The powerful head of an elite Iranian military was killed in a U.S. airstrike on Thursday, according to Pentagon officials.
Qassem Soleimani, the Iranian Major-General in charge of the Islamic Revolutionary Guards’ Quds Force, and Iraqi militia commander Abu Mahdi al-Muhandis, died on their convoy in Baghdad airport, Reuters reported. The U.S. Treasury designated the Quds Force a terrorist group in 2007.
Rockets Strike #Iraq's #BaghdadAirport, #USMilitary Choppers Spotted in Airspace. Three rockets landed on the edge of #Baghdad International Airport , causing explosions but no deaths or injuries, according to local reporters.#IraqiProtests pic.twitter.com/fdEFmkTxpq
— Ehab Al Obaidy (@Ehab8Alobaidy) January 2, 2020
“At the direction of the President, the U.S. military has taken decisive defensive action to protect U.S. personnel abroad by killing Qasem Soleimani, the head of the Iranian Revolutionary Guard Corps-Quds Force, a U.S.-designated Foreign Terrorist Organization,” the Department of the Defense said in a statement.
Soleimani, who has been characterized as Iran’s “shadow commander” by international press, and al-Assadi’s deaths follow an attack on the U.S. embassy in Baghdad earlier this week.
The words “Soleimani is our leader” were written under a window at the U.S. embassy after it was stormed by Iraqi militia members.
“Soleimani is our leader,” written under window by Iran-backed militiamen pic.twitter.com/o6CjW08VSi
— Lucas Tomlinson (@LucasFoxNews) January 2, 2020
A U.S. drone strike near Baghdad International Airport on Thursday came following a rocket attack that killed a U.S. defense contractor on Friday, Newsweek reported.
The U.S. attributed the rocket attack to Iran and responded on Sunday by targeting Kataib Hezbollah, an Iran-backed militia, according to Newsweek.
27 militia fighters were killed in U.S. strikes over the weekend.
Journalists on social media stressed the momentousness of killing Soleimani, with some saying his death was “bigger than taking out Bin Laden.”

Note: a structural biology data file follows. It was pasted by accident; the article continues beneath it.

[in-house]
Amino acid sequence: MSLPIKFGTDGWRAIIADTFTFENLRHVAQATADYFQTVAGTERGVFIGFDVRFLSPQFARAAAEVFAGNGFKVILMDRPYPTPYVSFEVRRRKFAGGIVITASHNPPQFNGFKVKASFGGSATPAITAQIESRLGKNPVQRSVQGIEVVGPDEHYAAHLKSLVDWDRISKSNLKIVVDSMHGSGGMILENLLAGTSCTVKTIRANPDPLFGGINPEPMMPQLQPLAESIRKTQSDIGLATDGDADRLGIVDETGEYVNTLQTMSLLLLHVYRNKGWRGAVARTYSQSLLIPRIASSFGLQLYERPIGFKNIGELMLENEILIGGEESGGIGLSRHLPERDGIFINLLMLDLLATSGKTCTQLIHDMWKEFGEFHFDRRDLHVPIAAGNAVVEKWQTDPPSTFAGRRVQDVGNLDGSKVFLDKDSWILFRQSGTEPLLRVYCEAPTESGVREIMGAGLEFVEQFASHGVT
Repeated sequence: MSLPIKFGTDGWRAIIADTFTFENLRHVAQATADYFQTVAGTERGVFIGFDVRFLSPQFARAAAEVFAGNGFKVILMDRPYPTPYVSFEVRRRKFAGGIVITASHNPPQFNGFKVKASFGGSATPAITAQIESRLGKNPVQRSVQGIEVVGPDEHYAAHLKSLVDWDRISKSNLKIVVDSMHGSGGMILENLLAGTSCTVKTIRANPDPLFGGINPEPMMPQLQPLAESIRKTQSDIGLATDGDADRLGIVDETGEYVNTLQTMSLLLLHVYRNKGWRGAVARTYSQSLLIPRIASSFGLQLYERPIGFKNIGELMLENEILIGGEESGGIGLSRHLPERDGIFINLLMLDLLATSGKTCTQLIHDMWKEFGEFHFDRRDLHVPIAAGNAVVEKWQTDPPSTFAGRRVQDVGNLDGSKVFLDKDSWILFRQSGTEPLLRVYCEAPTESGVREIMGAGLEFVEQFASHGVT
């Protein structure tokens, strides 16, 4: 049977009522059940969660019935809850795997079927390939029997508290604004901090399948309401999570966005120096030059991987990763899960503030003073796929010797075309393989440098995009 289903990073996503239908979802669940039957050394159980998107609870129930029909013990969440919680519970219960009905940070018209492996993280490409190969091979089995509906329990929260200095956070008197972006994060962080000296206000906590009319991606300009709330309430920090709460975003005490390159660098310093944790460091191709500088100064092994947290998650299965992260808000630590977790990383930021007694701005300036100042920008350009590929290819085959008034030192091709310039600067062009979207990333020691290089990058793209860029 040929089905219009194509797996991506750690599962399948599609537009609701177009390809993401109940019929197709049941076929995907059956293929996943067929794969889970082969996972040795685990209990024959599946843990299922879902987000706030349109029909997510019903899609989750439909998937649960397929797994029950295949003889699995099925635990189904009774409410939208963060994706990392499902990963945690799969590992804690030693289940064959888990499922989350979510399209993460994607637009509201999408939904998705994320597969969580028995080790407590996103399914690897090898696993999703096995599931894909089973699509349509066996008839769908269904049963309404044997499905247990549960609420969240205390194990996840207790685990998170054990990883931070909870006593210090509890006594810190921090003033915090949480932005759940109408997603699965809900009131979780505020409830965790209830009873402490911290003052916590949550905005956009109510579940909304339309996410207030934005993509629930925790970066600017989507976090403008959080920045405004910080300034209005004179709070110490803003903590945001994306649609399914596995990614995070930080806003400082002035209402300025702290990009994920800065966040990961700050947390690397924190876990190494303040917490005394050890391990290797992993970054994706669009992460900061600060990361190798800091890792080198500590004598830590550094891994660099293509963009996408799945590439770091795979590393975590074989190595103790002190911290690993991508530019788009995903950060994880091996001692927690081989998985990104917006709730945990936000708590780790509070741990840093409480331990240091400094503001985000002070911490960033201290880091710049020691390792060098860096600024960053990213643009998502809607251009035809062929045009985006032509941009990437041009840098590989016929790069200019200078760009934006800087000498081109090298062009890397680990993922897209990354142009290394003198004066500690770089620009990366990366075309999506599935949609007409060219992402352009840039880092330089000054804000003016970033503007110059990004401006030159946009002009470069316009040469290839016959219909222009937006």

Whoever did this just started a war.
— Rania Khalek (@RaniaKhalek) January 3, 2020
“Whoever did this just started a war,” tweeted Rania Khalek, a progressive journalist who writes often on the Israeli-Palestine conflict.
“I can’t understate how major this is. Not just a moment in US-Iran relations, but a major global event,” tweeted New York Magazine contributor Yashar Ali.
Trump has now killed Al-Baghdadi and Qasem Soleimani
Another promise kept to dismantle terror networks and take out their leadership
— John Cardillo (@johncardillo) January 3, 2020
“People comparing this to killing Osama Bin Laden don’t know what they’re talking about. This is way more significant. Equivalent to another country killing US Vice-President.”
11. To call Qasem Soleimani just a terrorist is to understate his role significantly and that's where the danger lies in killing him without a plan for the reaction.
He ordered and directed billions of dollars to organizations that engaged in terrorism. He is/was an evil man
— Yashar Ali ? (@yashar) January 3, 2020
Philip Klein, the Washington Examiner’s editor in chief, called the killing of Soleimani a “monumental event and great news for the United States and the countless victims of his strategy that has unleashed death and chaos throughout the Middle East.”
“Soleimani has been described as the architect of Iran’s malignant strategy to exert its influence from Tehran to the Mediterranean Sea, bolstering enemies of the U.S. and its allies,” Klein wrote in a opinion piece published shortly after the Quds leader’s death was reported.
“Under his leadership, in Iraq, the Iranian regime supplied roadside bombs to Sunni terrorists and used Shiite militias to carry out attacks on U.S. troops and, most recently, against the U.S. Embassy; in Syria, it has provided support for the brutal regime of Bashar Assad; in Lebanon, it has supported and advised the terrorist group Hezbollah; in Yemen, it has stirred civil war by supporting the radical Houthi movement.”
- Qassem Soleimani.: Screen grab